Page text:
When such a semiconductor laser is produced by a first molecular beam epitaxy process, a n-type Alx Ga1-x As layer as the clad layer 3, n-type Aly Ga1-y As layer as the active layer 4, p-type Alx Ga1-x As layer as the lower clad layer 5, and n-type GaAs layer as the current-blocking layer 6 are sequentially stacked on the n-type GaAs substrate 2. During producing, the beam intensity of a material for crystal growth and that of a dopant for each layer are appropriately selected. These layers will be generally referred to as "first growth layer". Si, Sn or the like for obtaining the n-type conductivity, and Be or the like for the p-type conductivity are used as the dopant metal.

In turn, a striped groove is removed by etching the surface of the first growth layer down to a depth such that about 1000 Å-thick GaAs of the current-blocking layer is retained. The reason why about 1000 Å-thick GaAs is retained is that the surface of the structure which is polluted in etching or the like will be cleaned by arsenic molecular beam to be described later or the like. The producing step is not necessarily required.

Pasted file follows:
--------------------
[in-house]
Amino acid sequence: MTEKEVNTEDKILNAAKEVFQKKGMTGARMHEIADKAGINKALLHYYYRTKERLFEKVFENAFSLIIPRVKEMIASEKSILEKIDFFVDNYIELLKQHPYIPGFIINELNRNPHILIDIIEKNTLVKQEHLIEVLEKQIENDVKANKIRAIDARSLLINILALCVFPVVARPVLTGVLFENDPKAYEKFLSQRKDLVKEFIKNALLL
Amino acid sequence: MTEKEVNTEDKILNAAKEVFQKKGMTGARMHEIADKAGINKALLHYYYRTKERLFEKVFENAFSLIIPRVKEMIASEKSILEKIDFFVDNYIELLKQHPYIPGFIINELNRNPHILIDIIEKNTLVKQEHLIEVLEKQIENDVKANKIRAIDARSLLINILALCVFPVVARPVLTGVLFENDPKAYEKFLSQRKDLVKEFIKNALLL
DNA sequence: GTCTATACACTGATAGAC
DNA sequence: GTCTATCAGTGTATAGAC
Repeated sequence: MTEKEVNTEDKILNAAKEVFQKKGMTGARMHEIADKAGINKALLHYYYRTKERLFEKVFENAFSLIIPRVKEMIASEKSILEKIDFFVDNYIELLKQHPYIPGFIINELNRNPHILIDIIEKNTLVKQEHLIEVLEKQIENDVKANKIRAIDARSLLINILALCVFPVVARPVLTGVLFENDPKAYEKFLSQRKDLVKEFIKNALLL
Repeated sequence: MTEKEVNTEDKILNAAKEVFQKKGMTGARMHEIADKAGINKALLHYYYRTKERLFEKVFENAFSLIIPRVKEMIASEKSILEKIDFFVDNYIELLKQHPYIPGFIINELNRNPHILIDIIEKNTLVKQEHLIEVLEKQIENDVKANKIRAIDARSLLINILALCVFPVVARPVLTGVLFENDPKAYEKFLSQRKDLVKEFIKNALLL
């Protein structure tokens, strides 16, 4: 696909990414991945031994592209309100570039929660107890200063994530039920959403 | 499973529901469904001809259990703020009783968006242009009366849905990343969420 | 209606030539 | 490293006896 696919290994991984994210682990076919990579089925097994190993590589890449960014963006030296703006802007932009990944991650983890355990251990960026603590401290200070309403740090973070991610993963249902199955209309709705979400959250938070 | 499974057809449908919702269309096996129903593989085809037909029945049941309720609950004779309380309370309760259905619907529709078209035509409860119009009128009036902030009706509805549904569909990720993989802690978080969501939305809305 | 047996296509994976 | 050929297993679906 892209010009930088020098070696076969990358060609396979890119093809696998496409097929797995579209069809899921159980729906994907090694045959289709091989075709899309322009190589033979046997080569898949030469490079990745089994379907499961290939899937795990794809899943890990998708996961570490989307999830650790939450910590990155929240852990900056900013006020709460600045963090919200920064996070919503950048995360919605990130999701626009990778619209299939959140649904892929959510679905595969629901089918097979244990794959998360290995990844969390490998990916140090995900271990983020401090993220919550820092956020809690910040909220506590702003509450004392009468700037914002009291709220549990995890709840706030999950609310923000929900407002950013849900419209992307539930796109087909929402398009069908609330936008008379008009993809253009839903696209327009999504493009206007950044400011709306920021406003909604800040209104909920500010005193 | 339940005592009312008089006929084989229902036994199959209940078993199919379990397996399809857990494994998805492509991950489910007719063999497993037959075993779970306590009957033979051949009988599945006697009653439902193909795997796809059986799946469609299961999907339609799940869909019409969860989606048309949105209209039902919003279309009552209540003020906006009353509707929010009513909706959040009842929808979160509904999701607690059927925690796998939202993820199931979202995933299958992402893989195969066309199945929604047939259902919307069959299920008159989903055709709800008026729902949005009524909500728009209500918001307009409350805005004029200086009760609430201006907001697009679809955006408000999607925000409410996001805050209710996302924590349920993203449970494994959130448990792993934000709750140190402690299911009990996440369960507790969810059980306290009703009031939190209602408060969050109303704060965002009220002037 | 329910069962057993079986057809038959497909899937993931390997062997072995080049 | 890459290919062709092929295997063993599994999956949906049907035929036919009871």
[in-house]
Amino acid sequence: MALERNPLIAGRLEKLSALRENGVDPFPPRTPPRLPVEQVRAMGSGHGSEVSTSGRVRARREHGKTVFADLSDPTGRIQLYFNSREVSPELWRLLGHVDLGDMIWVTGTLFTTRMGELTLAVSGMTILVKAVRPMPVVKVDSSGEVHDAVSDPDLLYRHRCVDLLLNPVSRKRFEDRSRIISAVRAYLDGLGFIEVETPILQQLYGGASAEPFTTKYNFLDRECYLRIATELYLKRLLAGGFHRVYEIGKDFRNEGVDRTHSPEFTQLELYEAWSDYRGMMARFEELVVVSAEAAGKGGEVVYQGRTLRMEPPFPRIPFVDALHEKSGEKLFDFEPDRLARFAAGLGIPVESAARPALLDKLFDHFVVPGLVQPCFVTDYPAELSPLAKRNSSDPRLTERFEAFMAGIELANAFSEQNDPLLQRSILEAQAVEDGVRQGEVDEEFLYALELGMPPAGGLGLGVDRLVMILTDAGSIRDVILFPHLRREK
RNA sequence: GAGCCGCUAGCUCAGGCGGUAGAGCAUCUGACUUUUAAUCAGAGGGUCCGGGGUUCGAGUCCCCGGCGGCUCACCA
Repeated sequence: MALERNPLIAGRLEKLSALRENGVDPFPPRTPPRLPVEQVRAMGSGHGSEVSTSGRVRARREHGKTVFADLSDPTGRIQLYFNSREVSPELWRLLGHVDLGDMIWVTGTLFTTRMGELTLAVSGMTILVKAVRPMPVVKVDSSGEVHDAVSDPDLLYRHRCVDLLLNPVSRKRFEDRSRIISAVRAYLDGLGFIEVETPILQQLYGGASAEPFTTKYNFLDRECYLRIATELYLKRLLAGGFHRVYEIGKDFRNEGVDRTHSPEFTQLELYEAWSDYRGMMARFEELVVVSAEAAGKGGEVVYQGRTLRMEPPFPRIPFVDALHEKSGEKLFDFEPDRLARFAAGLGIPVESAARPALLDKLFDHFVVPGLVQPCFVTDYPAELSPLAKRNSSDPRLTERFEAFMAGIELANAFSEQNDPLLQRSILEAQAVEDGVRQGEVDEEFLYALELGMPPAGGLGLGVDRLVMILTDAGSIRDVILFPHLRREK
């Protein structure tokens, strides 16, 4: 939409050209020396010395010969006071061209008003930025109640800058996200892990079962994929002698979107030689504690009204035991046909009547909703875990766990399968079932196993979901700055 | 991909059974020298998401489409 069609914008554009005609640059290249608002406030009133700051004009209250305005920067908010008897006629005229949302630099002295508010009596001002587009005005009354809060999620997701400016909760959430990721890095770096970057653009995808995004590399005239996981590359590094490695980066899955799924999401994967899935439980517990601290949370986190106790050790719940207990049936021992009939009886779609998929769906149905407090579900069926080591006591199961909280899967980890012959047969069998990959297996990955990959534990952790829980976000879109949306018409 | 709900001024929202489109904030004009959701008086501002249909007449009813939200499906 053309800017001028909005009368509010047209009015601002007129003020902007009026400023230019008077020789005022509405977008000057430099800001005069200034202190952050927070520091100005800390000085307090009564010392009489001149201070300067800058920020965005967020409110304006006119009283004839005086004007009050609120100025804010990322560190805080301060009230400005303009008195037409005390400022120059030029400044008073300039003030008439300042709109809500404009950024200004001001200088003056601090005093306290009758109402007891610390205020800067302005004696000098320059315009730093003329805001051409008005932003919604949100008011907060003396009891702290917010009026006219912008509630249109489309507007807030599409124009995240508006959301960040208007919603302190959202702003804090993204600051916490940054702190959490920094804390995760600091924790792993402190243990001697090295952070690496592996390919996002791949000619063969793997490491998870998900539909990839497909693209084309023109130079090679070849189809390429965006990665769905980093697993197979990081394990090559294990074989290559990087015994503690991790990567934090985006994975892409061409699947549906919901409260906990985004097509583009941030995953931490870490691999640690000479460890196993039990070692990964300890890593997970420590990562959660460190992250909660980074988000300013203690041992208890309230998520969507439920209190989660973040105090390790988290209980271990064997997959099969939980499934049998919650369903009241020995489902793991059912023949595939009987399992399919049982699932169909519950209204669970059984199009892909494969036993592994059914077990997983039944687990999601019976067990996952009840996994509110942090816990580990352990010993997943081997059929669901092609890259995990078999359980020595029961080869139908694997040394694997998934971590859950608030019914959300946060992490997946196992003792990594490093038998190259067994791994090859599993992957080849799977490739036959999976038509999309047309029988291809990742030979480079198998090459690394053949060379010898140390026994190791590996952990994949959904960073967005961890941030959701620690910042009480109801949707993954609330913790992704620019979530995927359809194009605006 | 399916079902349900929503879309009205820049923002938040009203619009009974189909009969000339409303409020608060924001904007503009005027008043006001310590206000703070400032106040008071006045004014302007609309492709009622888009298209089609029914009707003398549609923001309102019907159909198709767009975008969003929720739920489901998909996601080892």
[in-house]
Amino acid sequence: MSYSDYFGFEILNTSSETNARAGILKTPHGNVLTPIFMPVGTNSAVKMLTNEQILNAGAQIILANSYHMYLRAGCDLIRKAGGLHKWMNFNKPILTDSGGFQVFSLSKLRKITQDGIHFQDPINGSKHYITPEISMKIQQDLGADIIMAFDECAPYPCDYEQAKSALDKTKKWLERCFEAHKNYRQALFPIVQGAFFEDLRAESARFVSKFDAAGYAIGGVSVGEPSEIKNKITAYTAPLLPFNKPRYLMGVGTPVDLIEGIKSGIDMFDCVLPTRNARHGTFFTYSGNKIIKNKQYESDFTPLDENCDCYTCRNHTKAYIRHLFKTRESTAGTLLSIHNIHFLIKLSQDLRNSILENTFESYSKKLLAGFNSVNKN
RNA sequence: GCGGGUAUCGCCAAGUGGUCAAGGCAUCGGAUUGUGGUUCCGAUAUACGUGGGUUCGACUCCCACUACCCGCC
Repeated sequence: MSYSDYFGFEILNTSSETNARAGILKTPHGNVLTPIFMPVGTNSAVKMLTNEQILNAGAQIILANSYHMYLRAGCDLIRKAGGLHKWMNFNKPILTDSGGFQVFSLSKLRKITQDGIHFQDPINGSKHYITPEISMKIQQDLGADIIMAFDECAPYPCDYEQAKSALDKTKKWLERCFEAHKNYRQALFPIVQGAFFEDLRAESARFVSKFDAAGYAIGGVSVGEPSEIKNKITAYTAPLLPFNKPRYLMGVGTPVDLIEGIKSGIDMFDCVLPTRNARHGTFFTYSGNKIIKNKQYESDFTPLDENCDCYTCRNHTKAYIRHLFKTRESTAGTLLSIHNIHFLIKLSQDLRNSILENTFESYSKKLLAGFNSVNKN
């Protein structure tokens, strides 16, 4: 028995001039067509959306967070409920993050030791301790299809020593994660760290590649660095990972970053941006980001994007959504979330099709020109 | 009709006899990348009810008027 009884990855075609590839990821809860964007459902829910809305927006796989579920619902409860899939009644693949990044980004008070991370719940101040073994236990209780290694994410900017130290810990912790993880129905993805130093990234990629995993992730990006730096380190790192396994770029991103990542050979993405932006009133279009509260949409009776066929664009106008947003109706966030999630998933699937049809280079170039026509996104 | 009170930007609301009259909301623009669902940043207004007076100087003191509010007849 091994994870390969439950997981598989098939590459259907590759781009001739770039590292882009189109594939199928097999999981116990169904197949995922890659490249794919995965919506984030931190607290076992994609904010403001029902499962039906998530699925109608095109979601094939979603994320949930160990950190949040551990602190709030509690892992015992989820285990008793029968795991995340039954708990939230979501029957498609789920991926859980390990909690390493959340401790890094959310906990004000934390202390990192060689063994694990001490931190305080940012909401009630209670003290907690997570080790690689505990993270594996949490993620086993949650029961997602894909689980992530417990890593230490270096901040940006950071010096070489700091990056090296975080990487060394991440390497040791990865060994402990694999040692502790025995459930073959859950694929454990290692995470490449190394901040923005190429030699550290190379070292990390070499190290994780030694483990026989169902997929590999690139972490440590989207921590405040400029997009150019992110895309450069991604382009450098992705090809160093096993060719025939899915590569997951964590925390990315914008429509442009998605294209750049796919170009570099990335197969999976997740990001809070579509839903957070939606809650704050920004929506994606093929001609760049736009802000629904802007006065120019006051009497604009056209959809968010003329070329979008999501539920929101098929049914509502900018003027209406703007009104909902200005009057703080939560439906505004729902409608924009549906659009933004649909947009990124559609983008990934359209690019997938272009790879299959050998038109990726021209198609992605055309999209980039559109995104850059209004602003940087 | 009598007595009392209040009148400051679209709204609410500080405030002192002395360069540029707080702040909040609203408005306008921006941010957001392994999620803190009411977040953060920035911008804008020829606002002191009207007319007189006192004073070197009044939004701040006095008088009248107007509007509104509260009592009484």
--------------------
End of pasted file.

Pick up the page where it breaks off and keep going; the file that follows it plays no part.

The structure with the thus formed striped groove is irradiated at its surface with arsenic molecular beam while being heated in the MBE apparatus. As a result, the GaAs retained in the bottom of the striped groove is evaporated and thereby the lower clad layer is exposed. Subsequently, on the resulting structure are stacked by a second MBE process a p-type Alx Ga1-x As layer as the upper clad layer 7 and p-type GaAs layer as the cap layer 8. The resulting structure is formed with the upper and lower electrodes 1 and 9, then cut into chips.

Although the GaAs substrate is of n-type in the above structure, it may be of p-type. In this case the conductivity type of each component needs to be reversed.

The semiconductor laser thus produced is of a SAM (Self Aligned structure by MBE) structure (refer to Haruo Tanaka, "Laser of Self-Aligned structure by MBE", Japanese Journal of Applied Physics, Vol. 24, p. 89, 1985).